Wednesday, January 21, 2015

The Beiderbecke Affair by Alan Plater (Mandarin 1985)





The Adult Education Institute was built in the nineteenth century by a paternalistic mill-owner with the stated aim of bringing a spiritual uplift to the artisans of the area. A hundred years later, it still had not succeeded. The building, designed in the Gothic Inspirational manner, was now a hive of small rooms in which groups of predominately earnest people discussed D. H. Lawrence, watched The Battleship Potemkin or threw pots. It was not unusual for six people to be plotting revolution in Room 5, while across the corridor in Room 6, another six people were plotting counter-revolution. All twelve would meet in The Bells afterwards for a pint.



Thursday, January 01, 2015

Another soul-sucking year on Facebook

In what has now become an annual tradition on the blog, My 2014 Year in Status from Facebook:


Football, kids driving me up the wall and strange dreams which make me seem more interesting than I actually am. That sounds about right.

Wednesday, December 31, 2014

A Game of Two Halves: The Autobiography by Archie Macpherson (Black & White Publishing 2009)




Argentina, 1978, was wounding and stimulating at the same time. To watch a cheerful, personable, approachable guy undergoing an ordeal of which only a Torquemada would have approved was deeply unsettling. I had felt a personal stirring of unease, many months before, when I assisted him in a brewery-sponsored tour of the country to cities and towns, as he bathed in the glow of admiration which came from his ecstatic nation. I felt that if it didn't come off for him, the fall from grace would finish him. Failure, set against optimistic hysteria, could only mean a death warrant. When I watched him cuddle a dog on a hillside in Alta Gracia, the town we were all based in, after the defeat in the first game by Peru, 3-1, and heard him tell us that the animal was probably the only friend he had left in South America, you  could tell he was slipping into self-perpetuating misery. After the game against Iran, who we assumed were the Glenbuck Cherrypickers of the tournament  but which ended in a 1-1 draw, my colleagues in BBC television in London deliberately and maliciously edited pieces together with close-ups of Ally's contorted, tortured face on the bench which were the closest television has ever got to portraying Edvard Munch's The Scream, in a sporting setting, there really was no way back.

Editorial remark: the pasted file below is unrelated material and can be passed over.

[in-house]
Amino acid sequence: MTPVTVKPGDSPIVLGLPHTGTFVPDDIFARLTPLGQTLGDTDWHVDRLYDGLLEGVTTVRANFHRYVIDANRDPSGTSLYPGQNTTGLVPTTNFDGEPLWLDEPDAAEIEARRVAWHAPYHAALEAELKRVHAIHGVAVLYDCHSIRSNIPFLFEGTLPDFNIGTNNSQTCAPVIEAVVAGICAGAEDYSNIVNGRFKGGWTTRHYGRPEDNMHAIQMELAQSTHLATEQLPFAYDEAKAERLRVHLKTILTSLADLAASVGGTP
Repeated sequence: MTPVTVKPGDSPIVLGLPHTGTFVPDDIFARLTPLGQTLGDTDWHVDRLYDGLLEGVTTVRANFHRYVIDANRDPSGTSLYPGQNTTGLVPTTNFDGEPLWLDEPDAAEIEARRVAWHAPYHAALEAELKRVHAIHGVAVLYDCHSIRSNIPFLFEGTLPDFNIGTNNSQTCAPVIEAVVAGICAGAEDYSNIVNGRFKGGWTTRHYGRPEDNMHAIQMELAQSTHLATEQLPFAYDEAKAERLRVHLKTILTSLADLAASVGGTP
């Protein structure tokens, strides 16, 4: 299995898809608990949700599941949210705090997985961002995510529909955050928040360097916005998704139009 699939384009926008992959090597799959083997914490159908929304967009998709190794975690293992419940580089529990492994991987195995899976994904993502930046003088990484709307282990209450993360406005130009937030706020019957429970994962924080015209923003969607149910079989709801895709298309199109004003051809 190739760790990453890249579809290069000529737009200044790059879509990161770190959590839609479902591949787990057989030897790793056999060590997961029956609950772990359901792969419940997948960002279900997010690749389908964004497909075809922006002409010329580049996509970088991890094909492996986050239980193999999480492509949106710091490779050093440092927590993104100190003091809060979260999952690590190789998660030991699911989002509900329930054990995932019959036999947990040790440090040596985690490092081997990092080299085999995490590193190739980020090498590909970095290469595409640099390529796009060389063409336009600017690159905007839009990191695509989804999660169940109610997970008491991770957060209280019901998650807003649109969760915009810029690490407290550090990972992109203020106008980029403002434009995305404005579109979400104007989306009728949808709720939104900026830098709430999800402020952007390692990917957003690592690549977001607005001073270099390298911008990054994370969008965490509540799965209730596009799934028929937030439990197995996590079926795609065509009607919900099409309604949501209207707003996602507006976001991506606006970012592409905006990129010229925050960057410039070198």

The win against the ultimate finalists, Holland, in Mendoza, 3-2, but which meant nothing in terms of qualification, was summed up beautifully from underneath a wide-brimmed hat in an airport lounge by a pissed-off looking Alan Sharp, the Scottish novelist, who had interrupted his screenwriting business in Hollywood to travel to the game, when he pronounced, 'We didn't win, we just discovered a new way of losing.'

Saturday, December 27, 2014

Full Time: The Secret Life Of Tony Cascarino as told to Paul Kimmage (Scribner 2000)




When I close my eyes and think of Glenn Hoddle, two images spring to mind. The first is of Hoddle the player, and that incredible goal for Spurs, when he raced with the ball to the edge of the Watford box and chipped the goalkeeper when everyone expected him to cross. The second is of Hoddle the manager, on the morning Paul Elliott arrived in our dressing room wearing an immaculate leather trenchcoat and stood there, stunned, as Hoddle the manager raced to the 'cover' of a bin in the corner and started shooting him with imaginary bullets — 'Pshhhh', 'Pshhhh' — like a five-year-old with a cowboy pistol set. What Paul didn't realize was that Glenn was trying to be funny, and when Glenn tried to be funny it was time pass around the laughing gas because he was probably the unfunniest man I have ever known, He was also completely besotted with himself.